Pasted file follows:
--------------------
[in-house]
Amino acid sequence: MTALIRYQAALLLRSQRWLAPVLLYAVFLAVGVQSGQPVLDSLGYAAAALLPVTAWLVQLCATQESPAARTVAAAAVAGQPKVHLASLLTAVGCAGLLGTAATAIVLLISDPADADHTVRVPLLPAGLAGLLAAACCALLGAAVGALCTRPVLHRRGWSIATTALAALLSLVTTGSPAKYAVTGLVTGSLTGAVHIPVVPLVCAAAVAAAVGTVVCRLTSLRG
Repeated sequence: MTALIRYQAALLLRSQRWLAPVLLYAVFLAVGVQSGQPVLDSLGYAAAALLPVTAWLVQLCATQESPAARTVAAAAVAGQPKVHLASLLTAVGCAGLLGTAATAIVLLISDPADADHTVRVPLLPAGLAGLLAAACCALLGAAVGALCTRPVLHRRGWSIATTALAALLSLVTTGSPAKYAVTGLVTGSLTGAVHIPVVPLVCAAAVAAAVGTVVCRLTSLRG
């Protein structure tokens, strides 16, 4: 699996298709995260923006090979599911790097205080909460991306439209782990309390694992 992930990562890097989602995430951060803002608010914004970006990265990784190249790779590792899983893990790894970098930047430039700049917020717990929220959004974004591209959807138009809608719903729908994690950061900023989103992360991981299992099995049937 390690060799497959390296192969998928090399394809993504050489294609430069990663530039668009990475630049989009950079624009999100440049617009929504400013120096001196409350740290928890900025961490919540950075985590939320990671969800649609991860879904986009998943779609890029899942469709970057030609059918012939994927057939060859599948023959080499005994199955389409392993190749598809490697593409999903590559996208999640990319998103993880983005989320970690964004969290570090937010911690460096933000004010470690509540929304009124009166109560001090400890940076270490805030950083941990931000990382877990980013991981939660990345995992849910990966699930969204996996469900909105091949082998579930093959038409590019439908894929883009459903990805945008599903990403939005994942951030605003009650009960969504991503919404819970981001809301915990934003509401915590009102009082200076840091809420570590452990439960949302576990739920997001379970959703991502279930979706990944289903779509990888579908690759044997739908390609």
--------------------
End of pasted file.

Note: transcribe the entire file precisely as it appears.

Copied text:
[in-house]
Amino acid sequence: MTALIRYQAALLLRSQRWLAPVLLYAVFLAVGVQSGQPVLDSLGYAAAALLPVTAWLVQLCATQESPAARTVAAAAVAGQPKVHLASLLTAVGCAGLLGTAATAIVLLISDPADADHTVRVPLLPAGLAGLLAAACCALLGAAVGALCTRPVLHRRGWSIATTALAALLSLVTTGSPAKYAVTGLVTGSLTGAVHIPVVPLVCAAAVAAAVGTVVCRLTSLRG
Repeated sequence: MTALIRYQAALLLRSQRWLAPVLLYAVFLAVGVQSGQPVLDSLGYAAAALLPVTAWLVQLCATQESPAARTVAAAAVAGQPKVHLASLLTAVGCAGLLGTAATAIVLLISDPADADHTVRVPLLPAGLAGLLAAACCALLGAAVGALCTRPVLHRRGWSIATTALAALLSLVTTGSPAKYAVTGLVTGSLTGAVHIPVVPLVCAAAVAAAVGTVVCRLTSLRG
């Protein structure tokens, strides 16, 4: 699996298709995260923006090979599911790097205080909460991306439209782990309390694992 992930990562890097989602995430951060803002608010914004970006990265990784190249790779590792899983893990790894970098930047430039700049917020717990929220959004974004591209959807138009809608719903729908994690950061900023989103992360991981299992099995049937 390690060799497959390296192969998928090399394809993504050489294609430069990663530039668009990475630049989009950079624009999100440049617009929504400013120096001196409350740290928890900025961490919540950075985590939320990671969800649609991860879904986009998943779609890029899942469709970057030609059918012939994927057939060859599948023959080499005994199955389409392993190749598809490697593409999903590559996208999640990319998103993880983005989320970690964004969290570090937010911690460096933000004010470690509540929304009124009166109560001090400890940076270490805030950083941990931000990382877990980013991981939660990345995992849910990966699930969204996996469900909105091949082998579930093959038409590019439908894929883009459903990805945008599903990403939005994942951030605003009650009960969504991503919404819970981001809301915990934003509401915590009102009082200076840091809420570590452990439960949302576990739920997001379970959703991502279930979706990944289903779509990888579908690759044997739908390609």